Niazi being taken as a war prisoner by the Indian army after his surrender.
Amir Abdullah Khan Niazi (Urdu: امیر عبداللہ خان نیازی; b. 1915 – 1 February 2004), HJ(Withdrawn), MC, popularly known as A.A.K. Niazi or General Niazi was a lieutenant-general in the Pakistan Army and the last Governor of East Pakistan, known for commanding the Eastern Command of the Pakistan Army in East Pakistan (now Bangladesh) during the Eastern and the Western Fronts of the Indo-Pakistani war until the unilateral surrendering on the 16 December 1971 to Lieutenant General Jagjit Singh Aurora (GOC-in-C) of the Eastern Command and the Bengali Liberation Forces.
After taken and held as a prisoner of war by the Indian Army, he was repatriated to Pakistan on 30 April 1975. Niazi was dishonored from his military service after confessing at the War Enquiry Commission led by Chief Justice Hamoodur Rahman. The War Commission leveled accusations against him for human rights violations, supervising the smuggling of goods during the Indian supported civil war in the East and held him morally responsible for military failure during the course of the war. Niazi however rejected the base allegations and sought a military court-martial while insisting that he had acted according to the orders of the Army GHQ. The court-martial was never granted.
After the war, he remained active in national politics and supported the ultra-conservative agenda under the conservative alliance against Prime Minister Zulfiqar Ali Bhutto’s government in 1970s.
In 1999, he authored the book Betrayal of East Pakistan, in which he provided his “own true version of the events of that fateful year.” On 1 February 2004, Niazi died in Lahore, Punjab, Pakistan.
Major-General (retd) Khadim Hussain Raja who commanded 14 Pak Division during the war, wrote a book `A Stranger in my own country`. In his book, he blamed Lt Gen Niazi for encouraging the rape culture. On page 98, he wrote “……Niazi became abusive and started raving. Breaking into Urdu, he said: Main iss haramzadi qaum ki nasal badal doon ga. Yeh mujhe kiya samajhtey hain. He threatened that he would let his soldiers loose on their womenfolk. There was pin drop silence at these remarks. The next morning, we were given the sad news. A Bengali Officer Major Mushtaq went into a bathroom at the Command Headquarters and shot himself in the head”.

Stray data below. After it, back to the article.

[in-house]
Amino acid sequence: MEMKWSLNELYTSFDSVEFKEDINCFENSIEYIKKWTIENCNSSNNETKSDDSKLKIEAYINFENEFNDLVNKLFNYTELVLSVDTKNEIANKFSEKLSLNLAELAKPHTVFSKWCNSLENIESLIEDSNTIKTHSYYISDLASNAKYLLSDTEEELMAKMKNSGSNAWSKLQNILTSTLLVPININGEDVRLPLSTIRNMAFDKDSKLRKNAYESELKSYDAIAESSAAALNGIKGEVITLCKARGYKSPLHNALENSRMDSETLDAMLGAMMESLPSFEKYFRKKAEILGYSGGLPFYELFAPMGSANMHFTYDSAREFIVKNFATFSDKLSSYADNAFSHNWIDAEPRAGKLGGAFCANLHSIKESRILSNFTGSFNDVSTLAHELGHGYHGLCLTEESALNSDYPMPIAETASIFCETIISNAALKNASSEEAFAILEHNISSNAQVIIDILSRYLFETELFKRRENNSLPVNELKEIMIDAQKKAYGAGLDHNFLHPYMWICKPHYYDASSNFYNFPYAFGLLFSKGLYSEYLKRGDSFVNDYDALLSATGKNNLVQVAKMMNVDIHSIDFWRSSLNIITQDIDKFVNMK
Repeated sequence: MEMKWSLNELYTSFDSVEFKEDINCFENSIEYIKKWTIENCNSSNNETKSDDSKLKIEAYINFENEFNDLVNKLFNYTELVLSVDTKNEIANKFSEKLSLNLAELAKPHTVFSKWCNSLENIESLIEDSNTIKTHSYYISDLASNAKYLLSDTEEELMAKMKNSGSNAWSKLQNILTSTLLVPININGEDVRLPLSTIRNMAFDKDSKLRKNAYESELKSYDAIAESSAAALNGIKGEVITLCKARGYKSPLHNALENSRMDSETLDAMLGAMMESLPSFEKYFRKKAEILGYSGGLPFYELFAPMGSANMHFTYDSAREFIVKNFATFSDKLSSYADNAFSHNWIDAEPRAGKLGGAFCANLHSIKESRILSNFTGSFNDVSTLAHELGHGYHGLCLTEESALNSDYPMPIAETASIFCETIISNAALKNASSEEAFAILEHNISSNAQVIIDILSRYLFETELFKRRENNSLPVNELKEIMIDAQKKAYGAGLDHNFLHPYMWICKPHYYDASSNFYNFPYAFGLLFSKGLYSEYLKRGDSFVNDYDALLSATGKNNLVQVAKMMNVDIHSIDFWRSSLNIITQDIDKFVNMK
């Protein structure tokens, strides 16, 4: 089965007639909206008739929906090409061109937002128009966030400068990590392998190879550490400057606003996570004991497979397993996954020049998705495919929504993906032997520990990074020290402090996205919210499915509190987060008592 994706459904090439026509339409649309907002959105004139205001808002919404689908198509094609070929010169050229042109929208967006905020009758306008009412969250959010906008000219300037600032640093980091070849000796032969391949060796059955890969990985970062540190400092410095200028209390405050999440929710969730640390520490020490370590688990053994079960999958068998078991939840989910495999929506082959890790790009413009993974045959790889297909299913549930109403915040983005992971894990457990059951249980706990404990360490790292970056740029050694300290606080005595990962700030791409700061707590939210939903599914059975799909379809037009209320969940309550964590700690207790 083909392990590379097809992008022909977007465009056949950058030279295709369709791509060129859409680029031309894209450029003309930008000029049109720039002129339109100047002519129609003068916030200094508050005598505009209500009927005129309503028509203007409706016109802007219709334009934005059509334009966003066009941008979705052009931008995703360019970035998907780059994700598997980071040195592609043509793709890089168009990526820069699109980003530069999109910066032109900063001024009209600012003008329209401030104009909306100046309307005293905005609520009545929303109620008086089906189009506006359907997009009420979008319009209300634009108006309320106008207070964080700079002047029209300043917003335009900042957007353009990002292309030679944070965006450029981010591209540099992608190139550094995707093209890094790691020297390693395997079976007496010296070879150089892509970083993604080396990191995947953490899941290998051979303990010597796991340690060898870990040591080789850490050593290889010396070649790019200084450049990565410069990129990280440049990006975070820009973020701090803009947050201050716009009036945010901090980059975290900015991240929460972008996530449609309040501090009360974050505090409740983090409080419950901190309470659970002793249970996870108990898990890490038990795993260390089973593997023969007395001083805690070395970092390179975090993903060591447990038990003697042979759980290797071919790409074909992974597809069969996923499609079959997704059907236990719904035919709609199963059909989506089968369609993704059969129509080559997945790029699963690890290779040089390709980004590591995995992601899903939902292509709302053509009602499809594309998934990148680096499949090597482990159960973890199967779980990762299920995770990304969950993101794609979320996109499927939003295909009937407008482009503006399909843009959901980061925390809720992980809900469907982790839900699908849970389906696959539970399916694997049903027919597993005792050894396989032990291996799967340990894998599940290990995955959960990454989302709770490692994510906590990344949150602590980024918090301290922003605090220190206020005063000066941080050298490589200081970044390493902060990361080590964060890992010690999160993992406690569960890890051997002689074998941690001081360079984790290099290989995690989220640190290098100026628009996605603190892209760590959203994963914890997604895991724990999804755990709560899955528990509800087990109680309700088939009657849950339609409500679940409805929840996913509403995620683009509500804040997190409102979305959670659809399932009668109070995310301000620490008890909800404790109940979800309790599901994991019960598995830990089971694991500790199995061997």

On another occasion, Niazi asked Gen Raja for phone numbers of his Bengali girlfriends: “Abhi tau mujhey Bengali girlfriends kay phone number day do” (at least now, give me the phone number of your Bengali girlfriends).
When the world started taking notice of the large scale atrocities, in their defence Gen Niazi reportedly said, “One cannot fight a war here in East Pakistan and go all the way to West Pakistan to have an ejaculation” and Gen Yahya Khan reportedly said, “issi bahane bachche sundar honge East Pakistan main (take it as a blessing in disguise, at least kids will be beautiful there in East Pakistan)”.
After the war, Hamoodur Rahman commission was set up in Pakistan to investigate the debacle. Commission severally criticized both Gen Yahya and Gen Niazi for their immoral acts. As per the report: “There is little doubt that Gen. Niazi, unfortunately, came to acquire a bad reputation in sex matters, and this reputation has been consistent during his postings in Sialkot, Lahore and East Pakistan.”
One of the witnesses, Lt. Col. Aziz Ahmad Khan testified that “The troops used to say that when the Commander (Lt. Gen. Niazi) was himself a rapist, how could they be stopped”.
Hence murder, loot and rape became the order of the day.
Image Source: Google
ii) Sify.com, article by Sumit Walia with references –
a. A Stranger in my own country by Major-General (retd) Khadim Hussain Raja
b. Hamoodur Rahman commission report